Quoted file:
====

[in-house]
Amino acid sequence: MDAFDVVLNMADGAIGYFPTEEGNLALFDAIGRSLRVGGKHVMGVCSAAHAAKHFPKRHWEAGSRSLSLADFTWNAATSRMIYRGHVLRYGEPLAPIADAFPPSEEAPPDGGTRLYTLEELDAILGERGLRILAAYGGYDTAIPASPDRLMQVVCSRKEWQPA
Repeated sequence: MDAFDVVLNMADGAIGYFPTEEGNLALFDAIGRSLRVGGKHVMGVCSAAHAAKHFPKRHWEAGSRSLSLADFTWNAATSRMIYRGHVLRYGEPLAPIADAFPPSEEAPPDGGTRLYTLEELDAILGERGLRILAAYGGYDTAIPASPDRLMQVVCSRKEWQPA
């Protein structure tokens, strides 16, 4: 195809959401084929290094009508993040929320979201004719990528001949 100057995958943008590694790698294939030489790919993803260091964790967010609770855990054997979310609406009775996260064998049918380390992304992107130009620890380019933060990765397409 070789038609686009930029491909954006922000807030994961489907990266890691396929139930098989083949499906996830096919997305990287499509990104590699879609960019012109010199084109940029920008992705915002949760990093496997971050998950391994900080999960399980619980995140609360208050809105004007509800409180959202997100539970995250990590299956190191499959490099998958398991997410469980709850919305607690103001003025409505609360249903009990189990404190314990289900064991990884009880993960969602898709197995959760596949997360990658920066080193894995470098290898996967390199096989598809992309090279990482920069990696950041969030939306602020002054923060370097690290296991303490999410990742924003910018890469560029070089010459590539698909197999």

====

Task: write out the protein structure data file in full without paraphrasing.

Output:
[in-house]
Amino acid sequence: MDAFDVVLNMADGAIGYFPTEEGNLALFDAIGRSLRVGGKHVMGVCSAAHAAKHFPKRHWEAGSRSLSLADFTWNAATSRMIYRGHVLRYGEPLAPIADAFPPSEEAPPDGGTRLYTLEELDAILGERGLRILAAYGGYDTAIPASPDRLMQVVCSRKEWQPA
Repeated sequence: MDAFDVVLNMADGAIGYFPTEEGNLALFDAIGRSLRVGGKHVMGVCSAAHAAKHFPKRHWEAGSRSLSLADFTWNAATSRMIYRGHVLRYGEPLAPIADAFPPSEEAPPDGGTRLYTLEELDAILGERGLRILAAYGGYDTAIPASPDRLMQVVCSRKEWQPA
């Protein structure tokens, strides 16, 4: 195809959401084929290094009508993040929320979201004719990528001949 100057995958943008590694790698294939030489790919993803260091964790967010609770855990054997979310609406009775996260064998049918380390992304992107130009620890380019933060990765397409 070789038609686009930029491909954006922000807030994961489907990266890691396929139930098989083949499906996830096919997305990287499509990104590699879609960019012109010199084109940029920008992705915002949760990093496997971050998950391994900080999960399980619980995140609360208050809105004007509800409180959202997100539970995250990590299956190191499959490099998958398991997410469980709850919305607690103001003025409505609360249903009990189990404190314990289900064991990884009880993960969602898709197995959760596949997360990658920066080193894995470098290898996967390199096989598809992309090279990482920069990696950041969030939306602020002054923060370097690290296991303490999410990742924003910018890469560029070089010459590539698909197999």